As floods wreak havoc in South Asian countries, Google on Tuesday said it is expanding its Artificial Intelligence (AI)-powered flood forecasting to all of India and Bangladesh that will provide greater details on timing and water depths in alerts in nine new local languages.
Google launched a new forecasting model that will allow it to double the lead time of many of its alerts — providing more notice to governments in India and Bangladesh and giving tens of millions of people an extra day or so to prepare.
For several years, the Google Flood Forecasting Initiative has been working with governments to develop systems that predict when and where flooding will occur—and keep people safe and informed.
The company said it has been expanding its forecasting models and services in partnership with the Indian Central Water Commission.
"In June, just in time for the monsoon season, we reached an important milestone: our systems now extend to the whole of India, with Google technology being used to improve the targeting of every alert the government sends," the company said in a blog post.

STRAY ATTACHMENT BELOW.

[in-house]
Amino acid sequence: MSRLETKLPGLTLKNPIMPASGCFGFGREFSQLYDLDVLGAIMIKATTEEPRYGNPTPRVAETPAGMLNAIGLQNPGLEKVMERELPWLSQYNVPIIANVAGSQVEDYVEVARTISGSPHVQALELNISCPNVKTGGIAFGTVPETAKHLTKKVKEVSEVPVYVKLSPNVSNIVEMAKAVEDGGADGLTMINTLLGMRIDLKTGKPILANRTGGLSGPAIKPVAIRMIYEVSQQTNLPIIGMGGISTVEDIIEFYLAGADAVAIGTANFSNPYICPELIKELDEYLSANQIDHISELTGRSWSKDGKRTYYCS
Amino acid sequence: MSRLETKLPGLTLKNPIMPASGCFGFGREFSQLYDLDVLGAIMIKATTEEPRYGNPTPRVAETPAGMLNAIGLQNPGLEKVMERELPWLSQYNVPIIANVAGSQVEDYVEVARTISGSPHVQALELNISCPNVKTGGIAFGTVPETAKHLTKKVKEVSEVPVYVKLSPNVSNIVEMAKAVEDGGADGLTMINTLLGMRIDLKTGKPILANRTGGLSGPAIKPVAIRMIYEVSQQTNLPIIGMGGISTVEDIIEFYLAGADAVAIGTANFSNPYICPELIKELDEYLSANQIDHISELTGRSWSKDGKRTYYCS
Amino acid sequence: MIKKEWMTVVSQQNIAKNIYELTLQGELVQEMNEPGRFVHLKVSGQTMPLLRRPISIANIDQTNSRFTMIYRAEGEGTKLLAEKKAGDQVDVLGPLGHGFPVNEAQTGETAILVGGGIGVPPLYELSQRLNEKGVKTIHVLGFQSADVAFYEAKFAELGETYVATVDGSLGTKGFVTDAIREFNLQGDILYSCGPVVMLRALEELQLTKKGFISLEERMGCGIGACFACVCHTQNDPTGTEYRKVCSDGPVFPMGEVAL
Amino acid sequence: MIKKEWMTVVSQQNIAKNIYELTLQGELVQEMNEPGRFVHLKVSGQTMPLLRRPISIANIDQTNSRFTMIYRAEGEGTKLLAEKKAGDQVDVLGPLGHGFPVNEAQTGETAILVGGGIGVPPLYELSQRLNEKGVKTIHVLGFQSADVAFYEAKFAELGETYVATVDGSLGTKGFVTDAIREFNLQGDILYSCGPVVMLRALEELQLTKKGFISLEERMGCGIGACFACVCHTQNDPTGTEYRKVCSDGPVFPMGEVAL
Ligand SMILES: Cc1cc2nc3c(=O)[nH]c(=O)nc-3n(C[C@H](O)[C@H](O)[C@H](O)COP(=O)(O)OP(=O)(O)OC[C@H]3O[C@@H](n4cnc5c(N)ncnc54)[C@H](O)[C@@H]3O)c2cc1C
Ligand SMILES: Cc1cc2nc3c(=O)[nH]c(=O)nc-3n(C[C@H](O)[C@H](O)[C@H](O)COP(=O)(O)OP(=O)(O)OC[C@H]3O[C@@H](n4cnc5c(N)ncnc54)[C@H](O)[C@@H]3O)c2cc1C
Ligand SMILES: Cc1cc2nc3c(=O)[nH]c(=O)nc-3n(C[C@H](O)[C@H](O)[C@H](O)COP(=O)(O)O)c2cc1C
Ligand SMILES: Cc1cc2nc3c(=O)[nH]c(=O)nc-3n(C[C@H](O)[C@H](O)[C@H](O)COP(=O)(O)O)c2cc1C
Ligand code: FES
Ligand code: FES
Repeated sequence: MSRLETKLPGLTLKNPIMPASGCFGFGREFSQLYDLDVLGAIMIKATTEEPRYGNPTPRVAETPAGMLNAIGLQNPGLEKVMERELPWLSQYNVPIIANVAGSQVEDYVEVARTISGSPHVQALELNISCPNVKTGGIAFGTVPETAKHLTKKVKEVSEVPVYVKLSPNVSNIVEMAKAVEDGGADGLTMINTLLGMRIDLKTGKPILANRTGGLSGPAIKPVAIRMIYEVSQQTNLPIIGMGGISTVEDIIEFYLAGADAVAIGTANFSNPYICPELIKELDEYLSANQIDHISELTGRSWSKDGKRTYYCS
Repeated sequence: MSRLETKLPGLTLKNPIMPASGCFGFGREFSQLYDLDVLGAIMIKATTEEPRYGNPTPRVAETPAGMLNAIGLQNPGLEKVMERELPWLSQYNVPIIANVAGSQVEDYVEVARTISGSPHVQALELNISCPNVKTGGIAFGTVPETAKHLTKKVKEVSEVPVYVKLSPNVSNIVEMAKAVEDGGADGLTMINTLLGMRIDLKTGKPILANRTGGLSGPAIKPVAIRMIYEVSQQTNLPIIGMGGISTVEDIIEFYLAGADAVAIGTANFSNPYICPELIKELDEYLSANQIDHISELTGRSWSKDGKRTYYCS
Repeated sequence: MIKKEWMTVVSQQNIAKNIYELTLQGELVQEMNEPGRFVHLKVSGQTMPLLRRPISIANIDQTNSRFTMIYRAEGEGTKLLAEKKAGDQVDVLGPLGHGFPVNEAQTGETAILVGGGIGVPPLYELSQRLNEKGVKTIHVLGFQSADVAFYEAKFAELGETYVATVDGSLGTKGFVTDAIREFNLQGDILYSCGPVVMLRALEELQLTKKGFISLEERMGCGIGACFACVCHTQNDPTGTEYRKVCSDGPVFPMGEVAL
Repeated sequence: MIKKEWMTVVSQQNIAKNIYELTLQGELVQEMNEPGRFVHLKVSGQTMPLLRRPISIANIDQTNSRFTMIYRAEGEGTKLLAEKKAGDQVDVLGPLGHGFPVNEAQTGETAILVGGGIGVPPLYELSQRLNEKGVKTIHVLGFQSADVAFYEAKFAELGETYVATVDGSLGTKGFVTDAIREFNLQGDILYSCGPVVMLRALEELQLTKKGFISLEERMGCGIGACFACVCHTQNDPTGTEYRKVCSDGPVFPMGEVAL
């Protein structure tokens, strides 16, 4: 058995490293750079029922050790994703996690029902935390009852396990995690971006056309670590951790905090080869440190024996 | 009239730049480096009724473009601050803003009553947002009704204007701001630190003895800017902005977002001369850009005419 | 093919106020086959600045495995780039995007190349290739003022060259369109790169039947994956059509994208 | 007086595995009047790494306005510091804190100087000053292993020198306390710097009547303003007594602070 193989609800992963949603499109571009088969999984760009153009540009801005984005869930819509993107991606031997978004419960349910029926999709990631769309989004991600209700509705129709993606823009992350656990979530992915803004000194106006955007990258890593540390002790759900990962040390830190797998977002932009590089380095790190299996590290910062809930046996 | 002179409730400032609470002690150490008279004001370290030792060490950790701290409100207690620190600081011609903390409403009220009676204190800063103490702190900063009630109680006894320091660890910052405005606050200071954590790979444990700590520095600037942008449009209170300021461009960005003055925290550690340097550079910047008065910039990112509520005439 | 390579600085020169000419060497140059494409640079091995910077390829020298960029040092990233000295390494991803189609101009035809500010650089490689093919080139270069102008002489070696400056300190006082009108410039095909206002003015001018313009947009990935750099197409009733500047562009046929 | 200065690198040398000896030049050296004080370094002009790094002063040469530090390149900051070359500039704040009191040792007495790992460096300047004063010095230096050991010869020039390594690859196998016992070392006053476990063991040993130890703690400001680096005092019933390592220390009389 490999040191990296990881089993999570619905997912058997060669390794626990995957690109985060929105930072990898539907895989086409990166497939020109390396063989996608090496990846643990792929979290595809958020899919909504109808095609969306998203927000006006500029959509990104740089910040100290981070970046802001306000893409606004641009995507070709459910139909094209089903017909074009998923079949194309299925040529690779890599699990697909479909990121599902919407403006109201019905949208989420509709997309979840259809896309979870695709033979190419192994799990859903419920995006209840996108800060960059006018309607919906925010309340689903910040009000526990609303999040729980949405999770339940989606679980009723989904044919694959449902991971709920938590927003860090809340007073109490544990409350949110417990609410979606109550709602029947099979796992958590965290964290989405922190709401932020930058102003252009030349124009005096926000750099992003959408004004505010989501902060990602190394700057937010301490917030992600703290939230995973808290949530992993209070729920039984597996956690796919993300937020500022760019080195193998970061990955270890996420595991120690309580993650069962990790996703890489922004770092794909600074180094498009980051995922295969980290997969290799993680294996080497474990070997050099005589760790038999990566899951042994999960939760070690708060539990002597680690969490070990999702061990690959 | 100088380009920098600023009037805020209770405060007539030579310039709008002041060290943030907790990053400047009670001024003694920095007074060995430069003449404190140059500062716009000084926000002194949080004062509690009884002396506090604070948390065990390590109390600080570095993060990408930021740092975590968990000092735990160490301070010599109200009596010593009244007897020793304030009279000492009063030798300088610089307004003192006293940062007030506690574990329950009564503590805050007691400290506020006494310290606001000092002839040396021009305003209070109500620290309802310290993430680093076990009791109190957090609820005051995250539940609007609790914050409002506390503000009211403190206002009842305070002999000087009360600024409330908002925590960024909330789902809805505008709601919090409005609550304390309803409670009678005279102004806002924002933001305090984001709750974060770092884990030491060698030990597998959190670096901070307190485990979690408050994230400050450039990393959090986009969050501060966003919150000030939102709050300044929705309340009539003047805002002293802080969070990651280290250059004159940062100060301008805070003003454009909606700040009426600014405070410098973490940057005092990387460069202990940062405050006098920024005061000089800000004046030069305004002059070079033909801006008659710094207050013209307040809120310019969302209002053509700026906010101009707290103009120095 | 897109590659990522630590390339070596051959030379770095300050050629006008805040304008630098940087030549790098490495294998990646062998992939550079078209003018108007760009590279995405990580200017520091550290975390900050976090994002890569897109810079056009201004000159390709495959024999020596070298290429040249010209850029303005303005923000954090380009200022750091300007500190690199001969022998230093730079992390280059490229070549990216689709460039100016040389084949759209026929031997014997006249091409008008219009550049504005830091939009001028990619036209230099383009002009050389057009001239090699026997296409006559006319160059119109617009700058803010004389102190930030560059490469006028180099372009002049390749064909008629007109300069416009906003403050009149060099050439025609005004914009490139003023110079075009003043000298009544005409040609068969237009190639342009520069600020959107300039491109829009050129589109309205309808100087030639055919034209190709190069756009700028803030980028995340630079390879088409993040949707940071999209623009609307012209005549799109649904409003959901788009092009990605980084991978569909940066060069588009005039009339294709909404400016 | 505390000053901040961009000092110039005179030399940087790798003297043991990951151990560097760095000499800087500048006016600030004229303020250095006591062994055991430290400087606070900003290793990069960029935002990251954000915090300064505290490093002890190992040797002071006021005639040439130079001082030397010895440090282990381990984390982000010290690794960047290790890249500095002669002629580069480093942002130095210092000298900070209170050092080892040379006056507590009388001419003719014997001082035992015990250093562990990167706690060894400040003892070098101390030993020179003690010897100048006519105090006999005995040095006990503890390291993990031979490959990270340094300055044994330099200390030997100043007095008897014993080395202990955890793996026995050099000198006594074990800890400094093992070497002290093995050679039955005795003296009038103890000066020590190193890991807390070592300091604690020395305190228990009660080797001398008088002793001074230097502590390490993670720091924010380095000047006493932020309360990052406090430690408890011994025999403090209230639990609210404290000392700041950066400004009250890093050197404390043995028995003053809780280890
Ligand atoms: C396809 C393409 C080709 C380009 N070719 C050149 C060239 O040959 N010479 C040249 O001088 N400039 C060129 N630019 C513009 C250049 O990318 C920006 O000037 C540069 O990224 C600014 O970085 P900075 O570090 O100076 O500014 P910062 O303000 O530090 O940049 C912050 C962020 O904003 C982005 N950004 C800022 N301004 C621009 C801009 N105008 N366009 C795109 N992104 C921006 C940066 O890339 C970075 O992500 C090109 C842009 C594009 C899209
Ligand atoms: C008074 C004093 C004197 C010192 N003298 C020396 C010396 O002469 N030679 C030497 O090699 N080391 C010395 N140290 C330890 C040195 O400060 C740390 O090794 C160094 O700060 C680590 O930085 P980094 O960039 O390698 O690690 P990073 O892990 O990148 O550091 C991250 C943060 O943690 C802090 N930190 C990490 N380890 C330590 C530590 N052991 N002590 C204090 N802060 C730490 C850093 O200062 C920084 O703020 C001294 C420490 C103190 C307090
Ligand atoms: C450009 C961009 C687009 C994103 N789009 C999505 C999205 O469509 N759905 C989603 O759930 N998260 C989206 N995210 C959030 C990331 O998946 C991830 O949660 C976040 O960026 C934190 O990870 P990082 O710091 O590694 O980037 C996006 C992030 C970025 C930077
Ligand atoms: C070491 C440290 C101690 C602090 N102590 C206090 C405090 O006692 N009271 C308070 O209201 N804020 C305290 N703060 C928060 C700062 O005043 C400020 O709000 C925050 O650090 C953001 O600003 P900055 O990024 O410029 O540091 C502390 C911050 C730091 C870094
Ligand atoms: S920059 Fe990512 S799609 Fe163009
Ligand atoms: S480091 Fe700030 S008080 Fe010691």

It means more than 200 million people across more than 250,000 square kilometers can be benefitted.
"To date, we've sent out around 30 million notifications to people in flood-affected areas," in India, Google said.
As many as 17 people died while over 14 lakh people in 20 districts were affected due to floods in Odisha, the state government said on Sunday.
In addition to expanding in India, said Google, it has partnered with the Bangladesh Water Development Board to bring our warnings and services to that country.
"We currently cover more than 40 million people in Bangladesh, and we're working to extend this to the whole country," the company said.
In addition to improving its alerts, Google.org has started a collaboration with the International Federation of Red Cross and Red Crescent Societies.
"This partnership aims to build local networks that can get disaster alert information to people who wouldn't otherwise receive smartphone alerts directly," Google said.
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